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Property tax sticker shock arriving in D-FW mailboxes this week

"We're seeing people get taxed out of their homes and it's not fun to watch," said realtor Chandler Crouch who helps property owners protest their appraisals.

DALLAS — Fueled by the rising market value of homes throughout North Texas, property tax appraisals arriving this week are providing sticker shock for some homeowners. 

It's also the time of year when Chandler Crouch's phone begins to melt, so to speak.

"It's devastating," said the Fort Worth real estate agent who also offers his services to help homeowners fight their annual property tax appraisals. "We have people calling our office every single week crying, in tears, because they don't have any answers. They don't know how they're going to afford their tax bill."

This year, pandemic or not, supply and demand is very much in play. Mirroring trends nationwide, the median house price in DFW is up 12% this year over the same time last year, according to data compiled by Realtor.com. The number of houses available, however, is down 69%.

Realtors like Abigail Davis of Christie's International ULTERRE says that even in distant Dallas-area suburbs new construction is often on the market for as little as 15 days.

"By the time we were ready to look a couple days later," she said of a recent subdivision inquiry for a client, "they were all under contract, including the model. It goes so fast you don't have any time to think. So that pressure is everywhere."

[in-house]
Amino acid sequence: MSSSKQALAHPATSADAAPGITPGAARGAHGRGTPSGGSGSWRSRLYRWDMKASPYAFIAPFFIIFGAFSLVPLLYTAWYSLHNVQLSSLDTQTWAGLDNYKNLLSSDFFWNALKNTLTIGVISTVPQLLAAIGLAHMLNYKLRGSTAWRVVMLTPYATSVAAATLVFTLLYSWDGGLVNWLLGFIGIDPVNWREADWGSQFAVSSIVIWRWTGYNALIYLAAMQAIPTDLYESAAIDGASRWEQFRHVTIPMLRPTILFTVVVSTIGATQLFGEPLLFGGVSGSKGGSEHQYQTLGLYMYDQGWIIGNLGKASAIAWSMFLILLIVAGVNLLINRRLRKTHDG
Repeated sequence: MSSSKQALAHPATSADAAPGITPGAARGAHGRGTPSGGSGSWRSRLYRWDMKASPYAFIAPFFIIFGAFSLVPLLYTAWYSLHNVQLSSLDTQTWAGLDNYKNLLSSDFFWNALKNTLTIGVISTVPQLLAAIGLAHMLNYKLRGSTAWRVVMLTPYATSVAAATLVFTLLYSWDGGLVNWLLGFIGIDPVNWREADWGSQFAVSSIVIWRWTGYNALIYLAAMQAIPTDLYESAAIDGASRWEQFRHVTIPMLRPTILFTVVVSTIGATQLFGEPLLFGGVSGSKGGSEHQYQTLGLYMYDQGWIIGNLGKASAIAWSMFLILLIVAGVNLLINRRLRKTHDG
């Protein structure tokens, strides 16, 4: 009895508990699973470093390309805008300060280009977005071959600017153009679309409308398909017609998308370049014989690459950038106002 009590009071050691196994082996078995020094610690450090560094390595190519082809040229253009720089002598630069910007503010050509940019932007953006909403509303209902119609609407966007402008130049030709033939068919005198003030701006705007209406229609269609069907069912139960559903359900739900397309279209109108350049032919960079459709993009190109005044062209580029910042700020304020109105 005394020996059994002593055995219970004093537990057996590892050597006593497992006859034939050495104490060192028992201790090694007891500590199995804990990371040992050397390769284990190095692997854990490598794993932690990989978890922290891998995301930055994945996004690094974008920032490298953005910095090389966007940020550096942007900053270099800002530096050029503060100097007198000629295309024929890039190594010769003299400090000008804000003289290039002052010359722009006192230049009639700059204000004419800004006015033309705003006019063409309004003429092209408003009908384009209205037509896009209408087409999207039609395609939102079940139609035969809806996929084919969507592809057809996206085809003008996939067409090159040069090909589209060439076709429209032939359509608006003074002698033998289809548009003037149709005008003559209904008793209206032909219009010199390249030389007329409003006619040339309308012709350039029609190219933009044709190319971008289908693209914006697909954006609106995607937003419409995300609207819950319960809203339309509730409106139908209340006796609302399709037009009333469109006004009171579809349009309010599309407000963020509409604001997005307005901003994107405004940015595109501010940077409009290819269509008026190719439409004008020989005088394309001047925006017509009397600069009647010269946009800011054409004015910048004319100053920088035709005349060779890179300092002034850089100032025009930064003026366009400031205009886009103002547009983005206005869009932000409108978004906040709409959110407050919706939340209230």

And with that pressure, home values, and what your taxes are based on, are up as much as 10%, capped at that increase if you have a Homestead Exemption: potentially even more if you don't.

"It's a supply and demand kind of issue," said Cheryl Jordan with the Dallas County Appraisal District which mailed its latest appraisals to property owners late last week. "But regardless of that we have to reflect what is the market residential market as of January 1."

But Chandler Crouch, who helps people protest their tax appraisals, sees it more worrisome than that. Thousands are calling him for help. And Monday he was in Austin testifying in support of HB 2311 which proposes reducing the potential appraisal increase to just 5% for someone with a Homestead Exemption and no more than 10% annually for any homeowner.

"I would say it's a crisis level because we're coming off the heals of COVID and there are still many sectors of the economy that are hurt, and people out of a job," Crouch said. "We're seeing people get taxed out of their homes and it's not fun to watch."

So, as always, appraisal districts invite you to protest your appraisal. In Dallas, the preferred method is to go online. Their uFile Online Protest and Settlement System can be found at dallascad.org where you can upload your documentation and proof and be contacted by an appraiser for a possible hearing date.

But if you prefer, you can mail your protest and the documents you have that you believe prove your appraisal is too high.

Appraisal Review Board of Dallas County

Residential Division

PO Box 560348

Dallas TX 75356-0348   

"So if you think it's wrong we want you to go ahead and protest and go through the process," said Jordan of the process that helps them refine and most accurately determine property appraisals. "But by all means if you believe that your value is incorrect, protest, and let's talk about it."

And check with your county appraisal district. In Dallas the filing deadline this year is May 17.